The story here is good, as is the acting, the direction and just about everything else. Well, except for the pacing. Frankly, it’s oddly paced and doesn’t slowly build and escalate in the same way as the 1982 version, which they honestly should’ve just followed because it’s a perfect template on how to build tension at the right speed, in the right way and how to smack the audience in the face with a perfect finale.
Maybe the writers and the director didn’t want to do a complete rehash but they should have. While this is neither a remake nor a reboot, who cares. The reason why The Thing is a perfect movie is because of its flawless narrative framework, as well as its incredible effects that still look good almost forty years later. This Thing doesn’t seem to understand that, so it doesn’t utilize either of those winning techniques and we’re left with something promising on paper but executed like someone was designing cut scenes for a Resident Evil video game.
While I generally liked the story and how it explored the creature a bit more than what we already knew, it kind of goes too far with the battle on the crashed UFO finale. It’s not a big battle and it just follows the two remaining survivors as they decide to go there for some odd reason. They burn the alien and we think the story is done. But we already know that if it were truly dead, we wouldn’t have had a story for the 1982 movie.
So there’s a twist at the end that isn’t all that surprising and for some dumb reason the female lead of the movie survives. Honestly, this is a movie where everyone should’ve died. We shouldn’t have gotten the final girl riding off into the tundra in a snowcat like The Shining.
During the credits, we cut to a sequence that sets up the opening shots of the 1982 film. This part was done pretty well and honestly, at least this movie did a pretty good job of connecting the dots that we only just peaked at in the 1982 version. We see how every victim discovered in the 1982 version died where they were found, as well as seeing how the alien carcass had two faces merged together. I liked that they actually gave enough of a shit to work this stuff into the plot and none of it really felt forced.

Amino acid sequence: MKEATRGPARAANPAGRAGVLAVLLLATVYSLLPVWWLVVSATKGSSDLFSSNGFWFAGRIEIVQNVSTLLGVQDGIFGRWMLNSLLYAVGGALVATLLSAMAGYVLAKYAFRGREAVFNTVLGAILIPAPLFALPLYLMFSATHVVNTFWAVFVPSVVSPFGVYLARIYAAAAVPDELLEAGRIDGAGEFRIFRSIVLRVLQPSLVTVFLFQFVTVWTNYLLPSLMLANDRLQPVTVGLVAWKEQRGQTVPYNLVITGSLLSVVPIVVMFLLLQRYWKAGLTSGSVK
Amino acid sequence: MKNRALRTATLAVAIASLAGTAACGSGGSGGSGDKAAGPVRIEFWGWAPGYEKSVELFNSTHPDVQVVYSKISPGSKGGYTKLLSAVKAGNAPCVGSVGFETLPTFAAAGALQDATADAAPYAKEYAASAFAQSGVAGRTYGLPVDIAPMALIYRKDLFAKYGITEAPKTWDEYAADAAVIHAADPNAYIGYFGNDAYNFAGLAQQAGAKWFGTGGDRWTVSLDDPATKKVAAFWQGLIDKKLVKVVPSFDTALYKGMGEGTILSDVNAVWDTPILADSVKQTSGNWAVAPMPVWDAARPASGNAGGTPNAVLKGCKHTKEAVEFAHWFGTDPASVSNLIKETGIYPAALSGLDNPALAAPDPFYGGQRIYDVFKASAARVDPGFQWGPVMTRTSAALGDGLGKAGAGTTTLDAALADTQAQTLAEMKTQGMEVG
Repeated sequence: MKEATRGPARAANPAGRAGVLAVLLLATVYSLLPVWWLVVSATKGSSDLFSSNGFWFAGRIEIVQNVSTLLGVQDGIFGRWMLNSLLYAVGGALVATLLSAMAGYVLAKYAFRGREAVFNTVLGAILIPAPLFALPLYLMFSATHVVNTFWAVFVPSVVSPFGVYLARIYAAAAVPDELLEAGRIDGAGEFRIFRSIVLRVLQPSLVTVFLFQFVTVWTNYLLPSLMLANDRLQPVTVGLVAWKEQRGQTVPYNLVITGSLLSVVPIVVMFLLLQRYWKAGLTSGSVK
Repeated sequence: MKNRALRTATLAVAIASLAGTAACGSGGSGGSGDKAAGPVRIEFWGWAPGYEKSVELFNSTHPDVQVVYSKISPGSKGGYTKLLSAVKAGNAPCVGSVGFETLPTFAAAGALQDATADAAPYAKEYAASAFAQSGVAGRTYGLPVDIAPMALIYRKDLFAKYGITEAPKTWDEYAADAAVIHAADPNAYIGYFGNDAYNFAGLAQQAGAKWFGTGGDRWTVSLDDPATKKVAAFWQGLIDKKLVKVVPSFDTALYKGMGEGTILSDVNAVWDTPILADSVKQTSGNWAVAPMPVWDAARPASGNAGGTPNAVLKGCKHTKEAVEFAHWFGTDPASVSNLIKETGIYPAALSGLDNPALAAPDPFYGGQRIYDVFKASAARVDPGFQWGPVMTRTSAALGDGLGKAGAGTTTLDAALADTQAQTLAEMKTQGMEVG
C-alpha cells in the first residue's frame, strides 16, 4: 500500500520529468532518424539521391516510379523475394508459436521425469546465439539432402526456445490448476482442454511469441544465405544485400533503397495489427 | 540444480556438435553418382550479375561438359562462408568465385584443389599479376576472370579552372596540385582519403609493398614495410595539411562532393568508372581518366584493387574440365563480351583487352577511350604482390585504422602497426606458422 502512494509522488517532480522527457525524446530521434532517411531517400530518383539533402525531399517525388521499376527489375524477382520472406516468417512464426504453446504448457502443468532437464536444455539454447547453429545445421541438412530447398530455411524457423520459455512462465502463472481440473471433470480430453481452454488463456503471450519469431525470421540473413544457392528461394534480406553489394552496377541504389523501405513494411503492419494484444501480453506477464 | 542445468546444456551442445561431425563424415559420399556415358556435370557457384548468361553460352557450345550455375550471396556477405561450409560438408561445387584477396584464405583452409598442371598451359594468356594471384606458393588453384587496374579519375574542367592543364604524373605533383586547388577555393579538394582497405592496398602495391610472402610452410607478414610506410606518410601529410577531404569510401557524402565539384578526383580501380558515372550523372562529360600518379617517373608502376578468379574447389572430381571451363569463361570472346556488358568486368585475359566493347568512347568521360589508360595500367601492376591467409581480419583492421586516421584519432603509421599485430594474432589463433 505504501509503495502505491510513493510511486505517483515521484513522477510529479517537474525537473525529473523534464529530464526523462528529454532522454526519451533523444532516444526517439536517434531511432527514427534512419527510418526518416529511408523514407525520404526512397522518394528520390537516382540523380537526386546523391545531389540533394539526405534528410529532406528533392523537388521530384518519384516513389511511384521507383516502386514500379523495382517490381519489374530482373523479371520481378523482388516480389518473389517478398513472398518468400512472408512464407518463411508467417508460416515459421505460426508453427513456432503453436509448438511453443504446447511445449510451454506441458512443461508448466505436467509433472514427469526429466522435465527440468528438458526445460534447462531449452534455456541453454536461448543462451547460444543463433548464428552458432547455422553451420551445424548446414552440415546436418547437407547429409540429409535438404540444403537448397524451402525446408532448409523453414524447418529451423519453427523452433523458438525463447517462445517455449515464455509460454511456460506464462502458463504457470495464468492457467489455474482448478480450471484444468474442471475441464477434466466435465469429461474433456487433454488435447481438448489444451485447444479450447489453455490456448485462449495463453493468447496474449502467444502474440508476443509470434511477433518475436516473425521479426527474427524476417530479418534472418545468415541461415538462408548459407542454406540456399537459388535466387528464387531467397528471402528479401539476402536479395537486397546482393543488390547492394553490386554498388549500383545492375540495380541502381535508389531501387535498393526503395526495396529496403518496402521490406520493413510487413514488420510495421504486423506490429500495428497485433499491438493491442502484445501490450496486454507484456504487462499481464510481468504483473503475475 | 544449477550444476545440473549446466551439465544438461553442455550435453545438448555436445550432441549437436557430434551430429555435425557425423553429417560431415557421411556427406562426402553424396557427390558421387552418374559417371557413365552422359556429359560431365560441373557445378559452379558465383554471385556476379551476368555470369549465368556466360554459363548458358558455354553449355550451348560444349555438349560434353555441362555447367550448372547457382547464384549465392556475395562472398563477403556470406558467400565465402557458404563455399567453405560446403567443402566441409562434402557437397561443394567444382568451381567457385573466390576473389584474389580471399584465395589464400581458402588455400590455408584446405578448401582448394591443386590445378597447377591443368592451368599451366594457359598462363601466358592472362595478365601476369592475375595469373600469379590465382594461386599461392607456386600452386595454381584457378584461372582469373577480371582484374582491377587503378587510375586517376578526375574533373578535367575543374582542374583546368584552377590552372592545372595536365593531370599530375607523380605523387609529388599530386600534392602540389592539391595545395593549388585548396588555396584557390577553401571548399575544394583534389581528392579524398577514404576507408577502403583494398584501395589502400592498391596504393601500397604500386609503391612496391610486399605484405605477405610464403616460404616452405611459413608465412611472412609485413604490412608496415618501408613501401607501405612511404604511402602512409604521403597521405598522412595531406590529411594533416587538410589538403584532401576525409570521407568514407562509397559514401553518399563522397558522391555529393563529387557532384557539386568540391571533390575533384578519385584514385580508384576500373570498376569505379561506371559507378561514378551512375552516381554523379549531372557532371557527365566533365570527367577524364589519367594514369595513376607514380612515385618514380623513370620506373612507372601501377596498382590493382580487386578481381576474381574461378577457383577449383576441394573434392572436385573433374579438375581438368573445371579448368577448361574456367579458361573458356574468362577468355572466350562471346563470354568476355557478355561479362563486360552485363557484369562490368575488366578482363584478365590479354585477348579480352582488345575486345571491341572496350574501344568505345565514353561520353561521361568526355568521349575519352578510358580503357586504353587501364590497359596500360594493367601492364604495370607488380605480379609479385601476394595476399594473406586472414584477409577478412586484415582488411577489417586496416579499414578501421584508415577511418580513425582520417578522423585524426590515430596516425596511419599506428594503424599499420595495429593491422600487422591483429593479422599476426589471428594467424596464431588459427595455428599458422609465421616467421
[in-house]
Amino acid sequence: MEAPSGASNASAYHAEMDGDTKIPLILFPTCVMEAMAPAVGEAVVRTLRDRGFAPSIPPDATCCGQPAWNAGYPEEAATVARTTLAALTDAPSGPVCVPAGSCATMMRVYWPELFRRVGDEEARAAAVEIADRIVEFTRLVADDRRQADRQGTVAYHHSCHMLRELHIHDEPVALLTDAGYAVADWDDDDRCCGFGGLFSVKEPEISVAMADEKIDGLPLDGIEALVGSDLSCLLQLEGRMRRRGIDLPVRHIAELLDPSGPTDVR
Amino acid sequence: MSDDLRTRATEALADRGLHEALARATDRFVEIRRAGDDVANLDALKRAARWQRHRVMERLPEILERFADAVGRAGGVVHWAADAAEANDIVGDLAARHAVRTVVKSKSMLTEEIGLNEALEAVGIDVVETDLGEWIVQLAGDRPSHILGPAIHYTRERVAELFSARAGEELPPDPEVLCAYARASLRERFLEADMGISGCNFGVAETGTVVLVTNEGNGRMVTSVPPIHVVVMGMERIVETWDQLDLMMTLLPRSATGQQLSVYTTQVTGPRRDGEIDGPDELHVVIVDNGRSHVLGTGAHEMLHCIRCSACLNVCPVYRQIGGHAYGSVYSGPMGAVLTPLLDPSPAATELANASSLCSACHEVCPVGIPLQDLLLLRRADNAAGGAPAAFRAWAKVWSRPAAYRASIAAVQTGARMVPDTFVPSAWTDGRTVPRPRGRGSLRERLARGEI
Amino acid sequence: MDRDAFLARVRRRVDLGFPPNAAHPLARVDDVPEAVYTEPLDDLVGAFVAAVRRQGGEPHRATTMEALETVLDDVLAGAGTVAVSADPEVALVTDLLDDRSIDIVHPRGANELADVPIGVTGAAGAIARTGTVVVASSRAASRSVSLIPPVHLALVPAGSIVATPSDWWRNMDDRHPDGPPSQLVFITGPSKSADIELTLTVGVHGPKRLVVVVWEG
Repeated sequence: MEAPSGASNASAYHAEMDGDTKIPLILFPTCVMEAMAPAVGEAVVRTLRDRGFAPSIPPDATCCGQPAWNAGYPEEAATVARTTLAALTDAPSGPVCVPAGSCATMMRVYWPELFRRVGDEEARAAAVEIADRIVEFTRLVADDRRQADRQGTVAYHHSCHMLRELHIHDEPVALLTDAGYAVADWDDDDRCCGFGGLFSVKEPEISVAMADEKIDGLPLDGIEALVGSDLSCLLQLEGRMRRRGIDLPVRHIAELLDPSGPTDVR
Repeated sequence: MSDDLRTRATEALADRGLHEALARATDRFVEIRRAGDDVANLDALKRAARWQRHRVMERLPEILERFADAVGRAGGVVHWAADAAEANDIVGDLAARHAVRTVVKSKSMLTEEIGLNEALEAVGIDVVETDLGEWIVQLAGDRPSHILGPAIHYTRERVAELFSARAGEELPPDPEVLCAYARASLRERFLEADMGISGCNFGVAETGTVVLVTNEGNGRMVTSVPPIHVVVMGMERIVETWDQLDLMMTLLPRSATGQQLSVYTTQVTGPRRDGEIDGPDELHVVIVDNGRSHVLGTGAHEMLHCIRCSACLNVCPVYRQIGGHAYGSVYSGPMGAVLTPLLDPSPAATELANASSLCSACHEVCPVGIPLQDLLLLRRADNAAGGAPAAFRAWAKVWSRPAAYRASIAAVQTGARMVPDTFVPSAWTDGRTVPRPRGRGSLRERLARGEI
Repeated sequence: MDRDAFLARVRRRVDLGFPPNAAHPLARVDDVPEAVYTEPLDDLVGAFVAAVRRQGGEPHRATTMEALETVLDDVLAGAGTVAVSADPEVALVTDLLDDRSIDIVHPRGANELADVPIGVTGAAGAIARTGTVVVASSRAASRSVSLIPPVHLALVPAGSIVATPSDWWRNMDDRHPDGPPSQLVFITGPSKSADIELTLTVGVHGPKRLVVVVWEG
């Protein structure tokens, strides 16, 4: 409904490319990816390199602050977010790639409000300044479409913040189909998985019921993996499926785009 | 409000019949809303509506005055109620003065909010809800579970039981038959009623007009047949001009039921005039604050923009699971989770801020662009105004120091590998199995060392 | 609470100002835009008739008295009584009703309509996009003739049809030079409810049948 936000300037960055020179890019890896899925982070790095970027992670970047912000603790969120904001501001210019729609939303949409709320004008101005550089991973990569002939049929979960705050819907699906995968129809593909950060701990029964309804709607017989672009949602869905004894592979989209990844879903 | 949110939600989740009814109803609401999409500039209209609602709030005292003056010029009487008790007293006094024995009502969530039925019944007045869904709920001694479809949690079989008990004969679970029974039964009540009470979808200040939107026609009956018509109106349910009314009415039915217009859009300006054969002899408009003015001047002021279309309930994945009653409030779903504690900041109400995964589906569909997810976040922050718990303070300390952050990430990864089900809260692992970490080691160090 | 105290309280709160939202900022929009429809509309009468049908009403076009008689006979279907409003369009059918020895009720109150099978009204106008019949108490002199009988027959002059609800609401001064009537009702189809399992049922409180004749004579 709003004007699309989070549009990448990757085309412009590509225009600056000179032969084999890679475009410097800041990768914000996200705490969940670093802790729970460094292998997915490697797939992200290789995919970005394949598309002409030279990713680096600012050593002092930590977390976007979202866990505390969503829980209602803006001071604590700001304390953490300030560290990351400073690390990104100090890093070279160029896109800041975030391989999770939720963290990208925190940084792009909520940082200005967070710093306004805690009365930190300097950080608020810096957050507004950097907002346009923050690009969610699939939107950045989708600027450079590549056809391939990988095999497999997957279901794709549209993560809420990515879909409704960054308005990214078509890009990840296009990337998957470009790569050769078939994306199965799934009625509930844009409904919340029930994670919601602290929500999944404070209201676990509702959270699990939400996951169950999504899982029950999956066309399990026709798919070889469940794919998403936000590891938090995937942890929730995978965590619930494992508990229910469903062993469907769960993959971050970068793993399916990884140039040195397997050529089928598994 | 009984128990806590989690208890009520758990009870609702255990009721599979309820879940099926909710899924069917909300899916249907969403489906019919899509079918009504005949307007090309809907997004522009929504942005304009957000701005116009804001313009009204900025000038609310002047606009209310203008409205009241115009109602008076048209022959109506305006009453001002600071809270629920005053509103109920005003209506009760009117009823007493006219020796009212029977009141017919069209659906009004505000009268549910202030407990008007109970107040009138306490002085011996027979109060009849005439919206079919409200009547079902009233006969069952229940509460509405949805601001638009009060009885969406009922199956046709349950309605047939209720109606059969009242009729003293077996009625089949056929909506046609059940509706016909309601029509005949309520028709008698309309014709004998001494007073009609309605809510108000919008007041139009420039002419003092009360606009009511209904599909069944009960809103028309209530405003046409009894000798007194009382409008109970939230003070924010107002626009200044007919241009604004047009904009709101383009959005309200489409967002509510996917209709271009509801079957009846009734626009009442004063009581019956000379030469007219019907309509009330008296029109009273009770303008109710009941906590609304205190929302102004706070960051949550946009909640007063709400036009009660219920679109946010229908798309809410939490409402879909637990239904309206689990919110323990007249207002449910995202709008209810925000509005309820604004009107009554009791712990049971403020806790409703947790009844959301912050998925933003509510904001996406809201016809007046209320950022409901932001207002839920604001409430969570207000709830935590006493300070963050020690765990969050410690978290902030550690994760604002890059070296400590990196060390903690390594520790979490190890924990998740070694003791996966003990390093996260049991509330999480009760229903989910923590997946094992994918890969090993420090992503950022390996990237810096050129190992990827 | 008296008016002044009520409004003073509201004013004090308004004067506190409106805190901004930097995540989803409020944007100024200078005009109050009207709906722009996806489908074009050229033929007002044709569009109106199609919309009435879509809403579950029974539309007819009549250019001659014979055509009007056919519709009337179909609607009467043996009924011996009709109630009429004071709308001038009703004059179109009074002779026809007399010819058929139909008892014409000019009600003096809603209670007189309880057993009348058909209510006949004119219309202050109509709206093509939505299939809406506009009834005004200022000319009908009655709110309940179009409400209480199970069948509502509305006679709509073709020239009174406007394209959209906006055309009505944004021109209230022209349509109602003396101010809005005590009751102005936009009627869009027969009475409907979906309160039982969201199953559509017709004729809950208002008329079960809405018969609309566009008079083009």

Ultimately, this is a decent companion piece to the ’82 picture but it certainly isn’t necessary and honestly, didn’t need to be made. The fan service stuff was neat but the film completely missed its mark due to its failure of understanding the elements that made John Carpenter’s The Thing a perfect horror movie in the first place.
Rating: 6.25/10 Pairs well with: 1982’s The Thing, which this connects to directly with its post-credits scene, as well as other body horror flicks.
Also known as: Scott Pilgrim’s Precious Little Life (working title) Release Date: July 27th, 2010 (Canada – Fantasia International Film Festival) Directed by: Edgar Wright Written by: Michael Bacall, Edgar Wright Based on:Scott Pilgrim by Bryan Lee O’Malley Music by: Nigel Godrich Cast: Michael Cera, Mary Elizabeth Winstead, Kieran Culkin, Chris Evans, Anna Kendrick, Alison Pill, Brandon Routh, Jason Schwartzman, Brie Larson, Aubrey Plaza, Mae Whitman, Ellen Wong, Nelson Franklin, Thomas Jane, Clifton Collins Jr., Bill Hader (voice)
Universal Pictures, Marc Platt Productions, Big Talk Productions, 112 Minutes
“When I’m around you, I kind of feel like I’m on drugs. Not that I do drugs. Unless you do drugs, in which case I do them all the time. All of them.” – Scott Pilgrim
I haven’t watched this since it came out in theaters. From memory, I liked it at the time but strangely, I’ve never felt the urge to rewatch it until now, nine years later. And that was mainly just to review it, as I’m a fan of Edgar Wright’s work and Scott Pilgrim still seems to be beloved by comic book fans after all this time.
Well, I didn’t really enjoy it as much as I had hoped. Maybe I’m older, or since I’ve seen this, I sort of know what to expect from it so the razzle dazzle doesn’t awe me as it once did or maybe it just isn’t a good movie as far as its story, characters and purpose goes.
To start, this is an amazing looking picture on its surface. I really dig that the filmmakers committed to the bit and gave us a true live action version of the comic without trying to rework it into something more realistic. The special effects are spectacular, the musical numbers are cool and this film is really impressive in that regard. I love it for its style and how it is all conveyed on screen.
However, the whole story is focused on one of the worst romances I have ever had to sit through in a film. Scott is obsessed with Ramona, but she acts like that girl who is too cool for everyone at all the parties she feels the need to keep going to. But really, she’s just a broken person with bad hair that delivers packages for Amazon Canada like a total twentysomething normie just trying to pay for hair dye, thrift shop clothes, avocado toast and her 1/9th of the rent.
Still, her personality is off putting as fuck but then so is Scott’s, as he just acts like whatever he thinks she wants and he even treats his current girlfriend like shit and doesn’t really seem to know who he is, what he wants or where he’s going. He just knows that he’s obsessed over some hipster douche with weird hair and now has to fight a bunch of her exes in order to maybe date her. But she is so indifferent and noncommittal for almost the entire picture that Scott just comes off as a dopey puppy that needs to have his heart crushed.